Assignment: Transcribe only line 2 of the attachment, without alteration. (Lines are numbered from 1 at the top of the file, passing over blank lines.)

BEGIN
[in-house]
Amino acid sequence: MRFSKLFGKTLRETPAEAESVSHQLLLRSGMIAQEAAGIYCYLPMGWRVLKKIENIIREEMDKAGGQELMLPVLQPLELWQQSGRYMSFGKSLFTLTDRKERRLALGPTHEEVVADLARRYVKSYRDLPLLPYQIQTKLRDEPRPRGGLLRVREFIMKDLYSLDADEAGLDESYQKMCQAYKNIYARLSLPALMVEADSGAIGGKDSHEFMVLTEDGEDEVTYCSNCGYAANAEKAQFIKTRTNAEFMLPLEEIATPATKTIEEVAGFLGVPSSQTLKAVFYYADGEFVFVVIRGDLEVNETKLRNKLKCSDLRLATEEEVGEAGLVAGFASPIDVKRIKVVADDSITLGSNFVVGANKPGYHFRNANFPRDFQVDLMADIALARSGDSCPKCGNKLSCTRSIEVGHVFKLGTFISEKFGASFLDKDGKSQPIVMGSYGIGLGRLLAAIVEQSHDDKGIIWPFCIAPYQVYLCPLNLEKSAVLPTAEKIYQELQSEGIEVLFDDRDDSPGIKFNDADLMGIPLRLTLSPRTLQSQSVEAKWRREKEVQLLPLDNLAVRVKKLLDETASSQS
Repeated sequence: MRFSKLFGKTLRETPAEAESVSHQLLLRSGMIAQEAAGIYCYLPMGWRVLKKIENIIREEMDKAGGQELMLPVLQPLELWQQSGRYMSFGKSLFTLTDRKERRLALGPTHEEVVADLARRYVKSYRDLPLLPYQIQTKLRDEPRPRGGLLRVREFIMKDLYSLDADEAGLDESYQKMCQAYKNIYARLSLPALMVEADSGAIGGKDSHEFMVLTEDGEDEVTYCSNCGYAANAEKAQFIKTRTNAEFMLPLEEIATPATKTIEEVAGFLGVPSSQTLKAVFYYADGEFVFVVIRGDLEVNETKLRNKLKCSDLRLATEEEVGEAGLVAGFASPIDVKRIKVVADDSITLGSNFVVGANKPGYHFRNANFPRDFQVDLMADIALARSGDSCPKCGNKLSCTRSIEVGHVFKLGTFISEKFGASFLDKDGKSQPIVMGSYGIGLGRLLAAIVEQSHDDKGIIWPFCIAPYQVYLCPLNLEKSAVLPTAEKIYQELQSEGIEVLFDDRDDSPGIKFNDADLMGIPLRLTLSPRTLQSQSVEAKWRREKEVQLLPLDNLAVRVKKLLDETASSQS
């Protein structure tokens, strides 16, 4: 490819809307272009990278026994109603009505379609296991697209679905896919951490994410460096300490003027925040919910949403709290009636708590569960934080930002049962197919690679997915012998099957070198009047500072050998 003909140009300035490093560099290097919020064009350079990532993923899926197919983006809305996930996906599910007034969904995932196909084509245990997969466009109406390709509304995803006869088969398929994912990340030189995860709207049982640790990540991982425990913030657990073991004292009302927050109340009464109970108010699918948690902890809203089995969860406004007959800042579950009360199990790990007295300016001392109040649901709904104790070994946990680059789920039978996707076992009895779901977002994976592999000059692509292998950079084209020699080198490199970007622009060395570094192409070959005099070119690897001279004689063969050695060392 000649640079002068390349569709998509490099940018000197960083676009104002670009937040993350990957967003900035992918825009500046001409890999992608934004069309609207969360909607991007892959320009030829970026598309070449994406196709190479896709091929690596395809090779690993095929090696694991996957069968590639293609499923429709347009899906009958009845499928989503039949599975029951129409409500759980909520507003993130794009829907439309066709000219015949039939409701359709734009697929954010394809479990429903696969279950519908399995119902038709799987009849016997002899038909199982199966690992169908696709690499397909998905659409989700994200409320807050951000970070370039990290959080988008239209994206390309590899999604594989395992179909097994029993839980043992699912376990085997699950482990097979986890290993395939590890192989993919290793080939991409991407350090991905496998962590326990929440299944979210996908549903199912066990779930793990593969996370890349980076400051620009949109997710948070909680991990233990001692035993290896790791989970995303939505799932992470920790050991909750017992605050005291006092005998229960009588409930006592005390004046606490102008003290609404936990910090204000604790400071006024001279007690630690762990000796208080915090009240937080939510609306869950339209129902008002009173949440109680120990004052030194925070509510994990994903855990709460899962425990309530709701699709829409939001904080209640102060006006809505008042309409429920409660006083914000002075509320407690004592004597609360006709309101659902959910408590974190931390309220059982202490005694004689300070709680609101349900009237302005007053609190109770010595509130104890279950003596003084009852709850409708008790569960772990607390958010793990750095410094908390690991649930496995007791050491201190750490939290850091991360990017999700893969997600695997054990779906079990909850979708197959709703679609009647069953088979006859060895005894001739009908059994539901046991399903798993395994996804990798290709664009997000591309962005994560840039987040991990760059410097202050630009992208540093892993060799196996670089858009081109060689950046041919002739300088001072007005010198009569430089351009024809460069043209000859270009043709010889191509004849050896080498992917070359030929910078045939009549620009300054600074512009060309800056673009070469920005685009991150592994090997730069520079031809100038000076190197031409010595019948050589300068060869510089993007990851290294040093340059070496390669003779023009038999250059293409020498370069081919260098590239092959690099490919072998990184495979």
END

Amino acid sequence: MRFSKLFGKTLRETPAEAESVSHQLLLRSGMIAQEAAGIYCYLPMGWRVLKKIENIIREEMDKAGGQELMLPVLQPLELWQQSGRYMSFGKSLFTLTDRKERRLALGPTHEEVVADLARRYVKSYRDLPLLPYQIQTKLRDEPRPRGGLLRVREFIMKDLYSLDADEAGLDESYQKMCQAYKNIYARLSLPALMVEADSGAIGGKDSHEFMVLTEDGEDEVTYCSNCGYAANAEKAQFIKTRTNAEFMLPLEEIATPATKTIEEVAGFLGVPSSQTLKAVFYYADGEFVFVVIRGDLEVNETKLRNKLKCSDLRLATEEEVGEAGLVAGFASPIDVKRIKVVADDSITLGSNFVVGANKPGYHFRNANFPRDFQVDLMADIALARSGDSCPKCGNKLSCTRSIEVGHVFKLGTFISEKFGASFLDKDGKSQPIVMGSYGIGLGRLLAAIVEQSHDDKGIIWPFCIAPYQVYLCPLNLEKSAVLPTAEKIYQELQSEGIEVLFDDRDDSPGIKFNDADLMGIPLRLTLSPRTLQSQSVEAKWRREKEVQLLPLDNLAVRVKKLLDETASSQS